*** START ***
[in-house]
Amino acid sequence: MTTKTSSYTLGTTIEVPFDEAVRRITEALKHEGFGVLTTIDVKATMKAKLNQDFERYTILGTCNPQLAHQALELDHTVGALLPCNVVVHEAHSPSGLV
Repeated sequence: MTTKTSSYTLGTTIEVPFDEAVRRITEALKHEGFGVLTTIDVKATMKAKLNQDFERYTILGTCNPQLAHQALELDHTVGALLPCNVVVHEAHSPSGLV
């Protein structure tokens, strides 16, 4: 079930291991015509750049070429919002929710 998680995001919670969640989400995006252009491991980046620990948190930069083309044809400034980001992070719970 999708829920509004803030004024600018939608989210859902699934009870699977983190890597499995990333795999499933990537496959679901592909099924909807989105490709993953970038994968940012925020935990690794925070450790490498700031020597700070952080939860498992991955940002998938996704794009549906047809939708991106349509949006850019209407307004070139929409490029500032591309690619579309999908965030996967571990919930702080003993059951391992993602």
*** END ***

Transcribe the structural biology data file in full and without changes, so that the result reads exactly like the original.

[in-house]
Amino acid sequence: MTTKTSSYTLGTTIEVPFDEAVRRITEALKHEGFGVLTTIDVKATMKAKLNQDFERYTILGTCNPQLAHQALELDHTVGALLPCNVVVHEAHSPSGLV
Repeated sequence: MTTKTSSYTLGTTIEVPFDEAVRRITEALKHEGFGVLTTIDVKATMKAKLNQDFERYTILGTCNPQLAHQALELDHTVGALLPCNVVVHEAHSPSGLV
């Protein structure tokens, strides 16, 4: 079930291991015509750049070429919002929710 998680995001919670969640989400995006252009491991980046620990948190930069083309044809400034980001992070719970 999708829920509004803030004024600018939608989210859902699934009870699977983190890597499995990333795999499933990537496959679901592909099924909807989105490709993953970038994968940012925020935990690794925070450790490498700031020597700070952080939860498992991955940002998938996704794009549906047809939708991106349509949006850019209407307004070139929409490029500032591309690619579309999908965030996967571990919930702080003993059951391992993602």